Much of Johnson’s job involved supervising the storyline development, figuring out which topics each gallery would examine. One gallery told an epic that began 500 million years ago when large swaths of what is now North Dakota lay under a vast inland sea. That story progressed from shark fossils to dinosaur bones to evidence of saber-toothed cats, mammoths, and mastodons.

Another gallery dealt with the end of the Ice Age to about the 1860s and focused on the first peoples of North Dakota. Johnson’s team organized community forums for potential exhibits, similar to the discussions Johnson hopes to have in planning Vesterheim’s future. “Some good ideas came out of those conversations,” he says. “The importance of language was something that was really stressed. And so when you step into that gallery today, you can hear audio recordings of people speaking in Mandan and Hidatsa and Chippewa and Lakota and Assiniboine.”

Concerned that exhibits remain relevant as time goes on, the North Dakota team chose some themes, such as conflict and war, that tell the stories not only of the past—for instance, conflict between Indian tribes—but also of the present, reminding visitors that there are still 150 Minuteman III missiles parked in silos under the North Dakota landscape.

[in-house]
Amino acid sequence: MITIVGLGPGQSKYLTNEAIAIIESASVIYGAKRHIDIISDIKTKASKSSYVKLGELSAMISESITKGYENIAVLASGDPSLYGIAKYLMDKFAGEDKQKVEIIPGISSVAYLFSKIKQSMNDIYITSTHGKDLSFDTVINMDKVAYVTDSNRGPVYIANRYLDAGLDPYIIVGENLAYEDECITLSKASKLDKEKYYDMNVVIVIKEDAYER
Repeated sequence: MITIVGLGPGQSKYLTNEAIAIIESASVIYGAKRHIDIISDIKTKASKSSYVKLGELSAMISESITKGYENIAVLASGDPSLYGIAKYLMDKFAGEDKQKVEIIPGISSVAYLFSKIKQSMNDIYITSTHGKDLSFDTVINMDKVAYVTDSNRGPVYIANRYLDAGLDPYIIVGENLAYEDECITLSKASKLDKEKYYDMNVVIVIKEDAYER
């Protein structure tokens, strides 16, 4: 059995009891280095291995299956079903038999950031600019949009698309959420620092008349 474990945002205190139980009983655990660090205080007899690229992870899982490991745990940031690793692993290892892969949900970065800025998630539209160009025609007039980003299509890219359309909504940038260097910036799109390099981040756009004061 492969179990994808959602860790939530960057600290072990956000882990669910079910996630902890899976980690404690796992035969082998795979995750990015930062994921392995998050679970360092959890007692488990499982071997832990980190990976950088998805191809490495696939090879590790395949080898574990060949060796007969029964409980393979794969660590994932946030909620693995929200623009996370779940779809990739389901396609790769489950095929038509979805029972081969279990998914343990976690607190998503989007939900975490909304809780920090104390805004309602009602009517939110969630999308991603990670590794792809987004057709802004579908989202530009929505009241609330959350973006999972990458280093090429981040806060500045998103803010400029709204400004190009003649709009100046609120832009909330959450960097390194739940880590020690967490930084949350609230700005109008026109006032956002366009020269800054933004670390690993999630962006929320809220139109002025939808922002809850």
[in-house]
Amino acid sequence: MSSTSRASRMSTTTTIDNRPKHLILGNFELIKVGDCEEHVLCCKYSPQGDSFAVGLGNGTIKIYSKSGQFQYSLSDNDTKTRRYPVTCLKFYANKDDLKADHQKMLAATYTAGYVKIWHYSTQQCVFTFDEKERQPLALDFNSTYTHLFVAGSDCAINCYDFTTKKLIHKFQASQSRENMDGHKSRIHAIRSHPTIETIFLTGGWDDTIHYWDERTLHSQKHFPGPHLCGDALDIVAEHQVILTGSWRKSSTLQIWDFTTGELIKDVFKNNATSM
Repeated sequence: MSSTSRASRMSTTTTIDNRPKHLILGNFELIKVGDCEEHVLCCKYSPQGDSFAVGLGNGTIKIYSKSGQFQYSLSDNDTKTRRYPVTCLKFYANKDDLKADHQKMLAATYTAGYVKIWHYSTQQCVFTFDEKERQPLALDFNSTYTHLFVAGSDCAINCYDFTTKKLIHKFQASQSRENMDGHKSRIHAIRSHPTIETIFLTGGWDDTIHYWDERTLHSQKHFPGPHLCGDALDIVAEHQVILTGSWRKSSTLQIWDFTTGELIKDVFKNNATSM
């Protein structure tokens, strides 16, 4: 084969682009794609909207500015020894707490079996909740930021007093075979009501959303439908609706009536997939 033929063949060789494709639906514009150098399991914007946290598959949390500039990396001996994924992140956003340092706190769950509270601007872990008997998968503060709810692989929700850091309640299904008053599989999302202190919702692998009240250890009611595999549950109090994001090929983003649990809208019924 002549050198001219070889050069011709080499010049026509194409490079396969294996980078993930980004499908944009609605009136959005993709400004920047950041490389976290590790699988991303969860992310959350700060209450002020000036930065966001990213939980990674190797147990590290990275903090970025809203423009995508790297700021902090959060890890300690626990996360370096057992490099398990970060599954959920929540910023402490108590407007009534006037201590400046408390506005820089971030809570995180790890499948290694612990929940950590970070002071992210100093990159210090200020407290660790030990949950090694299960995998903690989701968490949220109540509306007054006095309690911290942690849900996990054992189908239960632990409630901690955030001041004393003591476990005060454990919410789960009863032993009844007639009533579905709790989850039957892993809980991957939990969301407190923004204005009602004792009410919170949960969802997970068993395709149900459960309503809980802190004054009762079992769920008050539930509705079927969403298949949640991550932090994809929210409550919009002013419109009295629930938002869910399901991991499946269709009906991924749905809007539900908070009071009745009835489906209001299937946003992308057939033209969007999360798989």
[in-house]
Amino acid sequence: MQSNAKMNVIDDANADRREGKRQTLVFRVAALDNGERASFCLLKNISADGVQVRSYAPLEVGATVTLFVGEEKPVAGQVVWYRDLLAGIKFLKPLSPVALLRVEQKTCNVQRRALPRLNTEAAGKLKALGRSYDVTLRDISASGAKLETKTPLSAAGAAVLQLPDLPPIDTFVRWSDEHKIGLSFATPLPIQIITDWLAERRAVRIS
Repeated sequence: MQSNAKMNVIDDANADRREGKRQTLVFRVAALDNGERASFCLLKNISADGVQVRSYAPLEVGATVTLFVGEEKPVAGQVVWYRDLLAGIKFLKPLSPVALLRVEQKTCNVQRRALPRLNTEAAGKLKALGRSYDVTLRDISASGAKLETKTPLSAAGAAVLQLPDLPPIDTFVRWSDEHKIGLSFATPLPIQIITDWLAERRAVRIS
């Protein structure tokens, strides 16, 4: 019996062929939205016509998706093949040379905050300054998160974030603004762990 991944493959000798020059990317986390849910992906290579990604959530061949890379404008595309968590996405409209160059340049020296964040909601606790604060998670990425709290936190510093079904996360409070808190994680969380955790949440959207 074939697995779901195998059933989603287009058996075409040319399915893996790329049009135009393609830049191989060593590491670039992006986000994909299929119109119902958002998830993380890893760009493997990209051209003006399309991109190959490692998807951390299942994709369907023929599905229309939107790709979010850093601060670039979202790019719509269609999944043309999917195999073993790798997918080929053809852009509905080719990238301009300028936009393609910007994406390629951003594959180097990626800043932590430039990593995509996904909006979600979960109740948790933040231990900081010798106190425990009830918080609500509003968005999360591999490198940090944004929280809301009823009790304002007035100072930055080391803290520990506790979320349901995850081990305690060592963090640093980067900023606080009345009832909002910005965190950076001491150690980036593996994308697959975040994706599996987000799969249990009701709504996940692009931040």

Johnson’s experience in crafting the North Dakota stories translates to the Vesterheim project in the way he looks for that continuing relevance. “We look at the immigrant experience through the lens of Norwegians coming to America in the 1850s, ’60s, and ’70s, but a lot of those storylines are just as relevant today,” Johnson says. “We’re a nation made up of all different types of immigrant groups. That’s certainly talked about in the halls of Congress and on the news—what does it mean to be an American?—and those are storylines that are just as relevant here. These are universal stories: What cultural traditions do you retain? How important is it to retain the language or to learn the local language to become a success in life? What’s the role of education?”

These are questions the immigrants struggled with nearly 200 years ago, and they’re relevant today. Johnson hopes the Vesterheim staff and board can finish an initial 10-year plan by October and then hit the road for those community discussions about how, precisely, the stories can be told.